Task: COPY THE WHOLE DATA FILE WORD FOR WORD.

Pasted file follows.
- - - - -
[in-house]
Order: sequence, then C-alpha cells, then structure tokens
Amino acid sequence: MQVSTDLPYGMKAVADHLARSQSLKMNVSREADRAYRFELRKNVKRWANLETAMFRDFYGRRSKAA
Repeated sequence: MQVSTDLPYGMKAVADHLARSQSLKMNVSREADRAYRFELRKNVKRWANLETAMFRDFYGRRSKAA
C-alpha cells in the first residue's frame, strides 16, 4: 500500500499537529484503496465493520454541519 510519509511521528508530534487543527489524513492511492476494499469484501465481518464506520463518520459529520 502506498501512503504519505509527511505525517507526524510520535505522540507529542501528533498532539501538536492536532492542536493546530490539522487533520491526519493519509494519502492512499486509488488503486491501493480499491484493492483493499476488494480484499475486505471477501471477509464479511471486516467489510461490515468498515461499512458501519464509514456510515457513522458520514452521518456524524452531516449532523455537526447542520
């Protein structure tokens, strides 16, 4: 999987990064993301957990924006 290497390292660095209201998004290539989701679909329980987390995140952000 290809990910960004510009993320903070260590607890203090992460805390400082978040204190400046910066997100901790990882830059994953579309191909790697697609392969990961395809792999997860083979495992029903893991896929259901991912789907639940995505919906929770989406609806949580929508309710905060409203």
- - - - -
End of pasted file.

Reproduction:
[in-house]
Order: sequence, then C-alpha cells, then structure tokens
Amino acid sequence: MQVSTDLPYGMKAVADHLARSQSLKMNVSREADRAYRFELRKNVKRWANLETAMFRDFYGRRSKAA
Repeated sequence: MQVSTDLPYGMKAVADHLARSQSLKMNVSREADRAYRFELRKNVKRWANLETAMFRDFYGRRSKAA
C-alpha cells in the first residue's frame, strides 16, 4: 500500500499537529484503496465493520454541519 510519509511521528508530534487543527489524513492511492476494499469484501465481518464506520463518520459529520 502506498501512503504519505509527511505525517507526524510520535505522540507529542501528533498532539501538536492536532492542536493546530490539522487533520491526519493519509494519502492512499486509488488503486491501493480499491484493492483493499476488494480484499475486505471477501471477509464479511471486516467489510461490515468498515461499512458501519464509514456510515457513522458520514452521518456524524452531516449532523455537526447542520
């Protein structure tokens, strides 16, 4: 999987990064993301957990924006 290497390292660095209201998004290539989701679909329980987390995140952000 290809990910960004510009993320903070260590607890203090992460805390400082978040204190400046910066997100901790990882830059994953579309191909790697697609392969990961395809792999997860083979495992029903893991896929259901991912789907639940995505919906929770989406609806949580929508309710905060409203």